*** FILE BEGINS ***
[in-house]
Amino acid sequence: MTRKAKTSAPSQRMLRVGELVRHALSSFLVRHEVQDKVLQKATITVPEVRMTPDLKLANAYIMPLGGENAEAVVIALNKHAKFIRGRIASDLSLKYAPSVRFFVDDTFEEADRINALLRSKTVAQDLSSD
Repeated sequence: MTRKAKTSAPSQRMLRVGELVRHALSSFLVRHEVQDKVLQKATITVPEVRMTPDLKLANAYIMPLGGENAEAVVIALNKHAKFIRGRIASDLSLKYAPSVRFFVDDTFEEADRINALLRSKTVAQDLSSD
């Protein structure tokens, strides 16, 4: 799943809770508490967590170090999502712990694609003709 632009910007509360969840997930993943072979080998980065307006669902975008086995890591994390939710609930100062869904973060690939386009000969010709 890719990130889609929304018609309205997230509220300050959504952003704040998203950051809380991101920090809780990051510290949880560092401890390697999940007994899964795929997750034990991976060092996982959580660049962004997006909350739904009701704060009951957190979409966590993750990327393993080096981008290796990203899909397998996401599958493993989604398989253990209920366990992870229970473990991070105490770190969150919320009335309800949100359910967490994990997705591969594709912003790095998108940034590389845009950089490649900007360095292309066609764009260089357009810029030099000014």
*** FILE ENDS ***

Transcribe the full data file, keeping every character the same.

[in-house]
Amino acid sequence: MTRKAKTSAPSQRMLRVGELVRHALSSFLVRHEVQDKVLQKATITVPEVRMTPDLKLANAYIMPLGGENAEAVVIALNKHAKFIRGRIASDLSLKYAPSVRFFVDDTFEEADRINALLRSKTVAQDLSSD
Repeated sequence: MTRKAKTSAPSQRMLRVGELVRHALSSFLVRHEVQDKVLQKATITVPEVRMTPDLKLANAYIMPLGGENAEAVVIALNKHAKFIRGRIASDLSLKYAPSVRFFVDDTFEEADRINALLRSKTVAQDLSSD
């Protein structure tokens, strides 16, 4: 799943809770508490967590170090999502712990694609003709 632009910007509360969840997930993943072979080998980065307006669902975008086995890591994390939710609930100062869904973060690939386009000969010709 890719990130889609929304018609309205997230509220300050959504952003704040998203950051809380991101920090809780990051510290949880560092401890390697999940007994899964795929997750034990991976060092996982959580660049962004997006909350739904009701704060009951957190979409966590993750990327393993080096981008290796990203899909397998996401599958493993989604398989253990209920366990992870229970473990991070105490770190969150919320009335309800949100359910967490994990997705591969594709912003790095998108940034590389845009950089490649900007360095292309066609764009260089357009810029030099000014």